We couldn’t view a listing of all available deals, but it does offer a list of completed offerings to browse. “Realized is compensated by real estate operators/sponsors who are raising equity, except in situations where we are engaged to develop custom solutions for large investors and families, which is case-specific,” CEO David Wieland said in an interview with Crowdfund Insider. We gave a middle-of-the-road rating because of the unknowns.

Ease of Use: 1

In order to see the potential investments, you need to create an account and verify you’re an accredited investor via a phone call with a Realized representative.

Customer Service: 3

The company’s contact phone number is easily accessible on its website and a real human answers the phone immediately.

Reputation: 3

Realized has an A+ rating with the Better Business Bureau, which lists the company as “Realized Holdings, Inc.”

Total Score: 9

Realized offers investors a way to quickly deploy cash in a tax-advantaged way for 1031 exchanges. Essentially, 1031 exchanges are a fancy way to delay paying capital gains tax on the sale of a property by reinvesting the proceeds of selling a piece of property within 180 days of the sale of the first property. The rules are supercomplicated, so consult a tax professional for help.

3. Fundrise

Bang for Your Buck: 3

Fundrise charges a 0.85 percent annual management and a 0.15 percent portfolio management fee for most investments through its platform. These fees are relatively low for the services it offers.

Ease of Use: 2

Fundrise shows you what core plans you can invest in before signing up for an account, but the information can be hard to decipher unless you’re well versed in investments. Minimum investments start at $500 for its starter portfolio and $1,000 for its core portfolios.

Customer Service: 1

If you don’t have an account, Fundrise allows you to contact them only via email.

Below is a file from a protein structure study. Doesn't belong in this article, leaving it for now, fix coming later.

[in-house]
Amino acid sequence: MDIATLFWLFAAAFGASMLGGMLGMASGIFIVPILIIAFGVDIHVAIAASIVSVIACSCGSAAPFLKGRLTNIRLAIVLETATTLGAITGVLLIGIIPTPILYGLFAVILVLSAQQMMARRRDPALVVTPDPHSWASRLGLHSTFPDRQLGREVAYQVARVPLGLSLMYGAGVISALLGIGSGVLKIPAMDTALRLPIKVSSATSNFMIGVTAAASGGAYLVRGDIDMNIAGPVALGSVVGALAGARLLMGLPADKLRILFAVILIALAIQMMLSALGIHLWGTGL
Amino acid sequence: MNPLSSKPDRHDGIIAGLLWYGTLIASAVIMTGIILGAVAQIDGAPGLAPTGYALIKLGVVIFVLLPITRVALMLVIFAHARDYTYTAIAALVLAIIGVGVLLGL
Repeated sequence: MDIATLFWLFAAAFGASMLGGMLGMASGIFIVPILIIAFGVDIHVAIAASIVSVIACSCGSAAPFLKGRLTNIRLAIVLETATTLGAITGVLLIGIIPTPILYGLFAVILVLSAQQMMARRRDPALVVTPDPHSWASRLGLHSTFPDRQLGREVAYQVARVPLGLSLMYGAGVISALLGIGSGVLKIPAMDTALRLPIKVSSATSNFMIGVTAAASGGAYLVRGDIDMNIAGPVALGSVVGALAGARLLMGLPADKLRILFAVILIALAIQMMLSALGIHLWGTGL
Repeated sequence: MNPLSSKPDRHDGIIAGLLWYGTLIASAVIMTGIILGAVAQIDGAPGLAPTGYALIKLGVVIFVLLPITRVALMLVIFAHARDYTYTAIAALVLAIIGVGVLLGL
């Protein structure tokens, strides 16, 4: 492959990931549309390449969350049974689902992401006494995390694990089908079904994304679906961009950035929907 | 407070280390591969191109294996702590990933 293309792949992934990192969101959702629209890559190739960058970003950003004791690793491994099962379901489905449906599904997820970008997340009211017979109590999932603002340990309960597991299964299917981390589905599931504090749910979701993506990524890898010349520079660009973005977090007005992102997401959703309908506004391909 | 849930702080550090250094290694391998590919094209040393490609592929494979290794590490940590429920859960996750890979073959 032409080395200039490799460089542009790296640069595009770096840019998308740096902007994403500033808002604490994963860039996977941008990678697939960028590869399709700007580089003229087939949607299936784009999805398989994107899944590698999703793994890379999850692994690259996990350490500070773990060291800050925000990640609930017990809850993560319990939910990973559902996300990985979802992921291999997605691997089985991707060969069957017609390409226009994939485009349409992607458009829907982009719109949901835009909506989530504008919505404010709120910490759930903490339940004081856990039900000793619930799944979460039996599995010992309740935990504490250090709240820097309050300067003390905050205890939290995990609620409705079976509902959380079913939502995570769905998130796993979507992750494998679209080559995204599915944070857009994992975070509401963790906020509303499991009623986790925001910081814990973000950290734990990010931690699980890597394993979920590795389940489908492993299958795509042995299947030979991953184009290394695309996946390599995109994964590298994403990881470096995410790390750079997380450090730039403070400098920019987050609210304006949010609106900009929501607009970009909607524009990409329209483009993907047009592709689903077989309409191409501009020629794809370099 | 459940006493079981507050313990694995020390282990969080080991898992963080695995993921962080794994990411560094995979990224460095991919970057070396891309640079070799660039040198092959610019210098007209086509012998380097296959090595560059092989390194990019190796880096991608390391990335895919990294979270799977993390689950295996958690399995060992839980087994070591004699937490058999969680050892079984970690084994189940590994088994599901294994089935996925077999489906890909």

Reputation: 3

Fundrise has an A+ rating with the Better Business Bureau.

Total Score: 9

Fundrise is a true crowdfunding real estate company for everyone, not just accredited investors. Its low initial minimum investments truly make real estate investing available to the masses.

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4. Cadre

Bang for Your Buck: 2

Investments are highly dependent on returns and fees. We can’t verify the returns you’ll receive and could not view potential investments, but a Cadre representative we contacted via phone stated there is a 1 percent acquisition fee and an annual asset management fee of 1.5 percent. We gave a middle-of-the-road rating because of the unknowns.

Ease of Use: 1

You must be an accredited investor to apply, and its minimum investment is $50,000, making Cadre out of reach for most everyday investors.

Customer Service: 2

After much searching, we found a phone number to contact investor relations at (646) 494-7233. The phone was answered immediately, but the person necessary to answer my questions in detail was not available.

Reputation: 1

Cadre received a review of 1 out of 10 stars from the Real-Estate Crowdfunding Review, which is the only review available. The review isn’t even much of a review because Cadre refused to answer questions about its service.

Total Score: 6

Cadre doesn’t provide a lot of information about its product or how it works. It’s limited to accredited investors, so most people won’t qualify.